Hello,

We noticed you're browsing in private or incognito mode.

To continue reading this article, please exit incognito mode or log in.

Not an Insider? Subscribe now for unlimited access to online articles.

Intelligent Machines

Tesla’s First Autonomous Vehicle May Arrive Before the Model 3

The man leading Tesla’s autonomous driving technology says he isn’t planning to hold any self-driving features back for the Model 3, due in late 2017.

When Tesla Motors CEO Elon Musk recently unveiled the company’s low-cost Model 3 vehicle due for release late in 2017, it was far from complete. The final interior design, including the design of the steering wheel, is still unknown.

Some commentators saw that and tweets from Musk saying there was still much to reveal and that the car would “feel like a spaceship” as evidence that the Model 3 will be the company’s—perhaps the world’s—first truly autonomous car.

But when Sterling Anderson, who leads development of Tesla’s self-driving Autopilot technology, was asked point blank Tuesday if the Model 3 would be the first autonomous vehicle, he dismissed the idea that it would represent some kind of step change. And he suggested Tesla could create significantly more autonomous cars before the Model 3’s debut.

“We will not hold any technology for Model 3 that we have not released already when it’s ready on other models,” he told MIT Technology Review’s editor in chief, Jason Pontin, at the EmTech Digital conference in San Francisco.

Anderson said that Tesla eschews the concept of model years used by other automakers. When new features are ready, they are put straight into the models already in production, he said.

“Our vehicles will receive the latest technology when we have it,” said Anderson. “Models S and X will continue to lead the way for a while in improvements.”

That suggests that the Tesla 3 won’t be Tesla’s first autonomous vehicle. Instead, when Tesla figures out how to have its vehicles drive themselves in a wider range of situations than just on highways and driveways, as its Autopilot and Summon features allow, all its vehicles will get those capabilities at the same time.

Anderson mentioned that his team is looking at how to automate urban driving and handling intersections. His remarks about how the company plans to introduce new features like those match how the company handled the rollout of its current autonomous driving technology.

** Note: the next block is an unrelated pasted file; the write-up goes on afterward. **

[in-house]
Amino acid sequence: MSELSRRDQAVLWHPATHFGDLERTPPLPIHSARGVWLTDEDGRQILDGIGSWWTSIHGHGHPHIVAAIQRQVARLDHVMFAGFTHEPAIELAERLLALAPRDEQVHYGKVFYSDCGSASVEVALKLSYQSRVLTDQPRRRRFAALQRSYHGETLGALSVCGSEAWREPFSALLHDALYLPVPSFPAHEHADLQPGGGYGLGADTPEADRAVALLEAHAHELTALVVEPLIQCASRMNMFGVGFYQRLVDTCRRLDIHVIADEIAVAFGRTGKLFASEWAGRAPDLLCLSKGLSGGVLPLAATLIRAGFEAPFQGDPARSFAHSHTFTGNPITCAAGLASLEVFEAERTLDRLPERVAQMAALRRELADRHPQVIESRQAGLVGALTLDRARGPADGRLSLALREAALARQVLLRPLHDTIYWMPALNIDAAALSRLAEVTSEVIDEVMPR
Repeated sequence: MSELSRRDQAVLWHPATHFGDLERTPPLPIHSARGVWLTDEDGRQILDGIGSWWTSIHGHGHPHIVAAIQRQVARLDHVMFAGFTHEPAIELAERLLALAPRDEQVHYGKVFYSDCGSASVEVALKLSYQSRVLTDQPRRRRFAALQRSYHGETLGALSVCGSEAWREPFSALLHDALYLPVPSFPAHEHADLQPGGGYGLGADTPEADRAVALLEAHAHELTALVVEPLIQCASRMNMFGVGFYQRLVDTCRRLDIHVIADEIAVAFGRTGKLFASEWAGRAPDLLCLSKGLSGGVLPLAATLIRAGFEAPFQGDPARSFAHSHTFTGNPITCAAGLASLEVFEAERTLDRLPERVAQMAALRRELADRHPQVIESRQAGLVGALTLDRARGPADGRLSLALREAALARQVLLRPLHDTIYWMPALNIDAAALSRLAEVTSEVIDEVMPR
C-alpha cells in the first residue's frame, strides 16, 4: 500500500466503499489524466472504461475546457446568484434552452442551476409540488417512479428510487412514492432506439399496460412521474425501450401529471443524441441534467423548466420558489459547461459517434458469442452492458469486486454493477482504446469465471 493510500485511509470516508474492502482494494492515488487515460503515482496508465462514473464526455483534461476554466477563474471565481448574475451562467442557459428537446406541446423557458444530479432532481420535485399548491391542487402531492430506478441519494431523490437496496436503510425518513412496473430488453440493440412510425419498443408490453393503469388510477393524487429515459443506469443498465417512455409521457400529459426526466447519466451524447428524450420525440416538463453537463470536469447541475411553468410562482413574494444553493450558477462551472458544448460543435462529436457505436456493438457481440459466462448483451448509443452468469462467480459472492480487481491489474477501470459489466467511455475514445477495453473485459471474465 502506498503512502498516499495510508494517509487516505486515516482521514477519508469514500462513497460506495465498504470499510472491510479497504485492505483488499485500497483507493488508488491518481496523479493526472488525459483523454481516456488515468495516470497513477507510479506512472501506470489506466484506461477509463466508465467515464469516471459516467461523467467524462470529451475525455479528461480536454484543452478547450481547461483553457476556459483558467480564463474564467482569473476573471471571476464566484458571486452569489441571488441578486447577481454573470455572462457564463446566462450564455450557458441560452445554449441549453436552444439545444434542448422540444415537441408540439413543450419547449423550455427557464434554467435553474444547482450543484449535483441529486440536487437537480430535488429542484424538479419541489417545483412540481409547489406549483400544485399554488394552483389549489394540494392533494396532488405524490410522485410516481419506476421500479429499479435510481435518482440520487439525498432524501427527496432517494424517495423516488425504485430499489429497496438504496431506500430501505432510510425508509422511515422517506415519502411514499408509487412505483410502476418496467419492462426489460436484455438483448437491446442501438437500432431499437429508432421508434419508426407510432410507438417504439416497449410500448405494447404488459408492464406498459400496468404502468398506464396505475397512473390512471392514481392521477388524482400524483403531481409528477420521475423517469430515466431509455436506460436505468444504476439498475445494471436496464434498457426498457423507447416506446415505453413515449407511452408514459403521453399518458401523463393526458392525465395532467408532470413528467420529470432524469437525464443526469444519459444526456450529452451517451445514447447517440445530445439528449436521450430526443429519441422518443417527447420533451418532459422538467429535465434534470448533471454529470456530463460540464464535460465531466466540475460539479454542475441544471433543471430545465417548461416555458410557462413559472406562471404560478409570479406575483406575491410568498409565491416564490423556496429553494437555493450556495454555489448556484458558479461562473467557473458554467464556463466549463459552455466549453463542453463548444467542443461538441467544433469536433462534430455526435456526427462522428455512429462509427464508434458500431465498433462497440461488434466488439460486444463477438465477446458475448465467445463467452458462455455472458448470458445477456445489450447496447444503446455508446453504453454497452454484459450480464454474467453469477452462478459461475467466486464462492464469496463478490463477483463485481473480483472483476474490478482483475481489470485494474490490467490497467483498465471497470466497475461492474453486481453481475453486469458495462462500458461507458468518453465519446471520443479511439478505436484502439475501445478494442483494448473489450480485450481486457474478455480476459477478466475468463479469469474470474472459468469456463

When the Model S launched in 2012, it lacked the sensors and other hardware needed to drive itself on the highway. Then in late 2014 Tesla started adding new sensors and electronically controlled brakes to all Model S vehicles, saying they were for a new emergency braking feature. A year later it offered people with those vehicles the option to turn on self-driving features (see “10 Breakthrough Technologies 2016: Tesla Autopilot”).

Keep up with the latest in autonomous vehicles at EmTech MIT.
Discover where tech, business, and culture converge.

September 11-14, 2018
MIT Media Lab

Register now
More from Intelligent Machines

Artificial intelligence and robots are transforming how we work and live.

Want more award-winning journalism? Subscribe to Insider Online Only.
  • Insider Online Only {! insider.prices.online !}*

    {! insider.display.menuOptionsLabel !}

    Unlimited online access including articles and video, plus The Download with the top tech stories delivered daily to your inbox.

    See details+

    Unlimited online access including all articles, multimedia, and more

    The Download newsletter with top tech stories delivered daily to your inbox

/3
You've read of three free articles this month. for unlimited online access. You've read of three free articles this month. for unlimited online access. This is your last free article this month. for unlimited online access. You've read all your free articles this month. for unlimited online access. You've read of three free articles this month. for more, or for unlimited online access. for two more free articles, or for unlimited online access.